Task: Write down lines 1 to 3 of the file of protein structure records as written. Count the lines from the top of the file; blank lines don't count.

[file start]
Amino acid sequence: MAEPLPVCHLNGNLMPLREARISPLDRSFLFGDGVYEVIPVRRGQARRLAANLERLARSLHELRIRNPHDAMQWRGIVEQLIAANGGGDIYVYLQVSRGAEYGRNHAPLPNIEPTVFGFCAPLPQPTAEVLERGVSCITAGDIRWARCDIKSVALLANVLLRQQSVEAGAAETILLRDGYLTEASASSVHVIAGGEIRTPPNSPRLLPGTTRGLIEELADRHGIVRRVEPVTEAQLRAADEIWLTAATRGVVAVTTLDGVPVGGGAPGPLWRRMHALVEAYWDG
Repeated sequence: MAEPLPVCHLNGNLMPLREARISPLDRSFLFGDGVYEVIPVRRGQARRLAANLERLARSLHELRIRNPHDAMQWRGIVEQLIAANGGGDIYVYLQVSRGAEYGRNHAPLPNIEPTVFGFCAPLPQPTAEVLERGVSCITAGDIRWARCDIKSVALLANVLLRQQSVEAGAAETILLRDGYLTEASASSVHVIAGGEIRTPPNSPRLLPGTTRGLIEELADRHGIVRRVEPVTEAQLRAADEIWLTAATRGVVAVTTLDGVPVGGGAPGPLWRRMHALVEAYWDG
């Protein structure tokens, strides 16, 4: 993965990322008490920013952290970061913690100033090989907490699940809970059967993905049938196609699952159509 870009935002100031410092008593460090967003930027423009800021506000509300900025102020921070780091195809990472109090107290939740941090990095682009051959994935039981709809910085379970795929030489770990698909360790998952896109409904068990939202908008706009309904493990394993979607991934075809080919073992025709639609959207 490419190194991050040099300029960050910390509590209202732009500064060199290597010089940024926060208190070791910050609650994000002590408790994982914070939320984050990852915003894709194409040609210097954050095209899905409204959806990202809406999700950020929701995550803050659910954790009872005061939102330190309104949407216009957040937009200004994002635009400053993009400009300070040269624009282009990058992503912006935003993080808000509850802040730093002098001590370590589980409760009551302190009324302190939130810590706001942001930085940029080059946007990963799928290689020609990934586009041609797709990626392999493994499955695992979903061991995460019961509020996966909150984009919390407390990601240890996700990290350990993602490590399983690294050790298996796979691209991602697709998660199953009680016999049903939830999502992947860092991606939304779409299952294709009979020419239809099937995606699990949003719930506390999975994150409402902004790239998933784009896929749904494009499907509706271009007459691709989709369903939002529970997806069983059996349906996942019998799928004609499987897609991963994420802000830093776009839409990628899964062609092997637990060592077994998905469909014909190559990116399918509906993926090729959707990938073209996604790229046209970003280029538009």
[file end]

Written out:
Amino acid sequence: MAEPLPVCHLNGNLMPLREARISPLDRSFLFGDGVYEVIPVRRGQARRLAANLERLARSLHELRIRNPHDAMQWRGIVEQLIAANGGGDIYVYLQVSRGAEYGRNHAPLPNIEPTVFGFCAPLPQPTAEVLERGVSCITAGDIRWARCDIKSVALLANVLLRQQSVEAGAAETILLRDGYLTEASASSVHVIAGGEIRTPPNSPRLLPGTTRGLIEELADRHGIVRRVEPVTEAQLRAADEIWLTAATRGVVAVTTLDGVPVGGGAPGPLWRRMHALVEAYWDG
Repeated sequence: MAEPLPVCHLNGNLMPLREARISPLDRSFLFGDGVYEVIPVRRGQARRLAANLERLARSLHELRIRNPHDAMQWRGIVEQLIAANGGGDIYVYLQVSRGAEYGRNHAPLPNIEPTVFGFCAPLPQPTAEVLERGVSCITAGDIRWARCDIKSVALLANVLLRQQSVEAGAAETILLRDGYLTEASASSVHVIAGGEIRTPPNSPRLLPGTTRGLIEELADRHGIVRRVEPVTEAQLRAADEIWLTAATRGVVAVTTLDGVPVGGGAPGPLWRRMHALVEAYWDG
């Protein structure tokens, strides 16, 4: 993965990322008490920013952290970061913690100033090989907490699940809970059967993905049938196609699952159509 870009935002100031410092008593460090967003930027423009800021506000509300900025102020921070780091195809990472109090107290939740941090990095682009051959994935039981709809910085379970795929030489770990698909360790998952896109409904068990939202908008706009309904493990394993979607991934075809080919073992025709639609959207 490419190194991050040099300029960050910390509590209202732009500064060199290597010089940024926060208190070791910050609650994000002590408790994982914070939320984050990852915003894709194409040609210097954050095209899905409204959806990202809406999700950020929701995550803050659910954790009872005061939102330190309104949407216009957040937009200004994002635009400053993009400009300070040269624009282009990058992503912006935003993080808000509850802040730093002098001590370590589980409760009551302190009324302190939130810590706001942001930085940029080059946007990963799928290689020609990934586009041609797709990626392999493994499955695992979903061991995460019961509020996966909150984009919390407390990601240890996700990290350990993602490590399983690294050790298996796979691209991602697709998660199953009680016999049903939830999502992947860092991606939304779409299952294709009979020419239809099937995606699990949003719930506390999975994150409402902004790239998933784009896929749904494009499907509706271009007459691709989709369903939002529970997806069983059996349906996942019998799928004609499987897609991963994420802000830093776009839409990628899964062609092997637990060592077994998905469909014909190559990116399918509906993926090729959707990938073209996604790229046209970003280029538009």